Thinking About Refinancing Your Credit Card? Ask These Crucial Questions First
Is it wise to refinance a credit card? How does it work, and how much can you save? Ask yourself these questions when considering credit card refinancing.
August 30, 2021
If you have credit card debt, you’re not alone. A recent poll suggests that roughly 47% of Americans have credit card debt — and that the COVID-19 pandemic tacked on additional credit card debt for 23% of survey participants.
Excessive credit card debt can feel overwhelming, but remember that you have options. Credit card refinancing is a great option in many cases, as it can help you save money on interest and potentially allow you to pay off debt quicker.
Before you jump in, it’s important to understand what you’re getting into. Here are six key questions to ask when thinking about refinancing.
How does credit card refinancing work?
Credit card refinancing involves transferring debt from one credit card to another or from one lender to another. The basic principle with refinancing is to find an interest rate that is lower than what you are currently paying to save money on interest.
In the case of transferring a credit card balance from one card to another, you may be able to take advantage of a credit card with a special introductory rate. Some credit cards even offer 0% introductory rates for the first 6 to 24 months.
Not everyone will qualify for a credit card with a 0% introductory rate, and the short timelines of these offers can be limiting.
Transferring to a standard low-interest credit card or a personal loan may be easier, but the savings are often lower. Even so, transferring debt from a card with a 25% APR to a personal loan with a 15% APR, for example, can still save a substantial amount of money.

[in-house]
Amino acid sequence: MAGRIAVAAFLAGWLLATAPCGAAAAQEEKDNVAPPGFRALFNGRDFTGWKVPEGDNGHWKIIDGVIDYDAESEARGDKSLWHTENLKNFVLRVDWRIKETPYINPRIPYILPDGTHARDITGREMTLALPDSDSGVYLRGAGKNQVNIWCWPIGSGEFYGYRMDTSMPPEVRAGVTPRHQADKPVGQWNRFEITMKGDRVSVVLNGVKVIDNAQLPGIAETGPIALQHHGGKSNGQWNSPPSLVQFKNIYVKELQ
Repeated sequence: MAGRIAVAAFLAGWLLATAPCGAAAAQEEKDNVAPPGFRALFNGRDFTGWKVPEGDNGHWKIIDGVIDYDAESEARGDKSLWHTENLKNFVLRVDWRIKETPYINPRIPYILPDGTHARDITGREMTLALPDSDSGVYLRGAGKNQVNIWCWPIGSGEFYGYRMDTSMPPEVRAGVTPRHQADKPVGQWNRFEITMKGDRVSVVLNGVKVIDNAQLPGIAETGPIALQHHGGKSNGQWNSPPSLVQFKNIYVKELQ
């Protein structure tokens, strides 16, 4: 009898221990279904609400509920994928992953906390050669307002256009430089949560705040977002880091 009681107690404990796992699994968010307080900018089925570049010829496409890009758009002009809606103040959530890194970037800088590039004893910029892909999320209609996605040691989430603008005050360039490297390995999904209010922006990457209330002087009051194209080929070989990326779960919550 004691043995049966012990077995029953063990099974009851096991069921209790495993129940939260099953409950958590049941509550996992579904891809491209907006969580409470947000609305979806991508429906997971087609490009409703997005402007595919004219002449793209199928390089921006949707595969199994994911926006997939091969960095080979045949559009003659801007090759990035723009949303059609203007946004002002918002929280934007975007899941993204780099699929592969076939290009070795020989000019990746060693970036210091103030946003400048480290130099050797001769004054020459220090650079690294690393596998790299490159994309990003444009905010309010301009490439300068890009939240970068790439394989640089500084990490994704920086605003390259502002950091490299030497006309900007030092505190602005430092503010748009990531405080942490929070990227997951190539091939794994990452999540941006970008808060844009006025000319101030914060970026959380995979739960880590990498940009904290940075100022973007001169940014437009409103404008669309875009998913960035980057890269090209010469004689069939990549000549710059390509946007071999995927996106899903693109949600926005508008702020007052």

How much can I save by refinancing a credit card?
The amount you save when refinancing a credit card will vary based on these factors:
The amount of debt you are refinancing
Your credit score and creditworthiness
The current interest rate you are paying
The credit cards that are available to you and their introductory APRs
The personal loan terms and APRs that are available to you
For example, let’s say you have $10,000 of credit card debt on a card that has an APR (annual percentage rate, or interest rate) of 25%. You could potentially transfer that debt to a card with a 0% introductory interest rate. Depending on the card, the introductory rate may last for 6 months to 24 months.
In this scenario, refinancing could save you around $2,500 per year, or $208 per month, for the term of the introductory-APR offer. These savings may be reduced by fees and other expenses. This is a simplified calculation, and your results will depend on the factors discussed above. The only catch is paying off the transfer balance before the introductory-APR offer expires. If you don’t, you may end up in the same spot financially, or worse, than you were before making the transfer.